During Lion Air Flight 610, a Boeing 737-MAX, it seems that the angle of attack sensors caused the software to believe the aircraft was stalling, thus initiating a nose-down pitch to recover from the (non-existent) stall.

I was under the impression that the difference between Airbus' fly-by-wire system and the Boeing types, is that Boeing aircraft can have their computer imposed inputs overridden (as discussed in my previous question).

So in the case of this flight, would pulling up have not recovered the flight, and if so, why not?

  • $\begingroup$ Also, there are many variants of the Boeing 737, presumably with different behaviors in specific situations. It would be better if you specify which variant you have in mind. $\endgroup$ – a CVn Dec 6 '18 at 11:55
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    $\begingroup$ @aCVn The 737 does not have a stick pusher, only a stick shaker. Usually, only T-tail aircraft use stick pushers because they are more susceptible to deep stalls. $\endgroup$ – Bianfable Dec 6 '18 at 12:07
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    $\begingroup$ @Bianfable I didn't know that. Thanks for the correction. $\endgroup$ – a CVn Dec 6 '18 at 12:27
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    $\begingroup$ @Cloud We shouldn't need to refer to external material just to know what you're asking. Sure, the information is out there, but it's better to include pertinent information in the question itself. Basically, by making it as easy as possible for people to answer, you're more likely to get (good) answers. $\endgroup$ – a CVn Dec 6 '18 at 13:02
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    $\begingroup$ An independent analysis of published flight data plots for that accident suggested that the column force plots allegedly reveal that on this flight the pitch disconnect (intended to retain controllability for one crew member in case the other control column jammed) was triggered, rendering the pilot flying in control of one elevator panel only (the other elevator could have been controlled by the other crew member) which then was insufficient to counter stabilizer nose down moment at full aft deflection of a single control column. $\endgroup$ – Cpt Reynolds Dec 6 '18 at 21:44

The new 737 MAX has a more advanced stall protection system called maneuvering characteristics augmentation system (MCAS), which automatically adjusts the stabilator trim in case it detects a stall. This makes it very hard to overcome the down force with elevator input alone (pulling up).

In case of a wrong trim adjustment, the pilots have to adjust the trim manually and maybe even turn off the stab trim via the cutout switches in the center pedestal (shown below). This was apparently not conveyed properly in the MAX differences training and the FAA has since issued an Emergency Airworthiness Directive.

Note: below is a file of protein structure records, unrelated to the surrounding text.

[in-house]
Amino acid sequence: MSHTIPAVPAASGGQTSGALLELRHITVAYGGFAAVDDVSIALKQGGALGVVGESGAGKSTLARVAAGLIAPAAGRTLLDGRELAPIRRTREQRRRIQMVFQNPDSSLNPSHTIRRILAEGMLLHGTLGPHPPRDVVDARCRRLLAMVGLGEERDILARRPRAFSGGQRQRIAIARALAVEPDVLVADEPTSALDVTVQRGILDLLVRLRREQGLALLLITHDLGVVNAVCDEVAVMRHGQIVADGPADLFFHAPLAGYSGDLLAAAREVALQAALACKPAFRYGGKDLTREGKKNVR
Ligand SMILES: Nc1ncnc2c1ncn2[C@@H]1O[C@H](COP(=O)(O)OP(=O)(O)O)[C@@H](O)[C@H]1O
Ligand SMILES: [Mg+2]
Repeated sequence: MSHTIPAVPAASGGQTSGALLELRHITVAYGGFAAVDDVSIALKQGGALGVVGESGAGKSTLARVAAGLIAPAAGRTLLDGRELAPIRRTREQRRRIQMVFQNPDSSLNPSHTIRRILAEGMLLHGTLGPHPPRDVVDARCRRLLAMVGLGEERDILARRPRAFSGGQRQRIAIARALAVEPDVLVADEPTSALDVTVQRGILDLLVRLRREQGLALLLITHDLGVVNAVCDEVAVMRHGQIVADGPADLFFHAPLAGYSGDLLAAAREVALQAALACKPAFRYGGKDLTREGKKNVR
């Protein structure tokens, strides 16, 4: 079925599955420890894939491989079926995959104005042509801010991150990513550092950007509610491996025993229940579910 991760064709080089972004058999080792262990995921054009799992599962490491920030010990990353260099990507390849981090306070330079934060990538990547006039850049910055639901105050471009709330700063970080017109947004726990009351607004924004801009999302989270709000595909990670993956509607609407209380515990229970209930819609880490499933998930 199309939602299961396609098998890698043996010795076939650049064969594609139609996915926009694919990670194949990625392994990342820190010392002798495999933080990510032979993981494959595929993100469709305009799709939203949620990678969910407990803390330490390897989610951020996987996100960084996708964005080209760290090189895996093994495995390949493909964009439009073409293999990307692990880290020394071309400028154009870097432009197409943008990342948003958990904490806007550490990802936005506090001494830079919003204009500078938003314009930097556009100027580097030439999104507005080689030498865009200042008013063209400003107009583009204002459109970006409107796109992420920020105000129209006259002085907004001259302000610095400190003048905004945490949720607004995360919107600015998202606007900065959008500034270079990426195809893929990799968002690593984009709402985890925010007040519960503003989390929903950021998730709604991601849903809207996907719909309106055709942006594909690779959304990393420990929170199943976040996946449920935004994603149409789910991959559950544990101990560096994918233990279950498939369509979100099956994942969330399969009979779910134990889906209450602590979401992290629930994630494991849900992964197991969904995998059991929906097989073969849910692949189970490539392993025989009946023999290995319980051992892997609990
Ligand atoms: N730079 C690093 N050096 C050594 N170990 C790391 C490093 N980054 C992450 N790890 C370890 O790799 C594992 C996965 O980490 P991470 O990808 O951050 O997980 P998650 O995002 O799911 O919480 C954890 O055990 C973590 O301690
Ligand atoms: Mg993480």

737 Stab cutout switches (image source: flaps2approach.com)

So compared to an Airbus, the Boeing pilots can still have all manual control, but they have to use manual pitch trim.

  • $\begingroup$ "The new 737 MAX has a more advanced stall protection system called maneuvering characteristics augmentation system (MCAS)" — from what I've read, MCAS has nothing to do with stall protection. It is meant to add more counterforce to the column at high AOA to comply with certification requirements. "So compared to an Airbus, the Boeing pilots can still have all manual control" — compared to the NG, the MAX pilots lose capability to turn off STS/MCAS but to continue using electric trim. The image you attached does not apply to the MAX. $\endgroup$ – Rusty Core 5 hours ago

So in the case of this flight, would pulling up have not recovered the flight?

"Pulling up" (pulling back on the yoke) would NOT have recovered the flight. In fact, the Lion Air pilots were pulling back on the yoke for most of the flight (see the flight data recorder's Control Column Force graph).

Can computer imposed inputs be overridden on the Boeing 737-MAX?

Yes. Pulling back on the yoke controls the elevator and would override any computer control of the elevator. The problem with the Lion Air flight is that the MCAS (which kicked in due to erroneous AoA sensor data) controls the stabilizer, not the elevator. That's why pulling back on the yoke didn't work.

The stabilizer is the entire "tail wing", whereas the elevator is just the flap on the trailing edge of the stabilizer. When the stabilizer is at full deflection, its effect on pitch will be greater than the elevator (yoke).

The stabilizer trim can easily be overridden as well (but not with the yoke). You can either:

  1. Use the thumb switch to control the stabilizer trim electrically.
  2. Hit the Stabilizer Trim Cutout switches (that would disable the automatic Stabilizer Trim, including MCAS)
  3. Manually/physically turn the Stabilizer Trim Wheel.

The problem with the Lion Air flight is that they probably did not recognize that it was the trim they needed to override, so pulling back on the yoke was futile.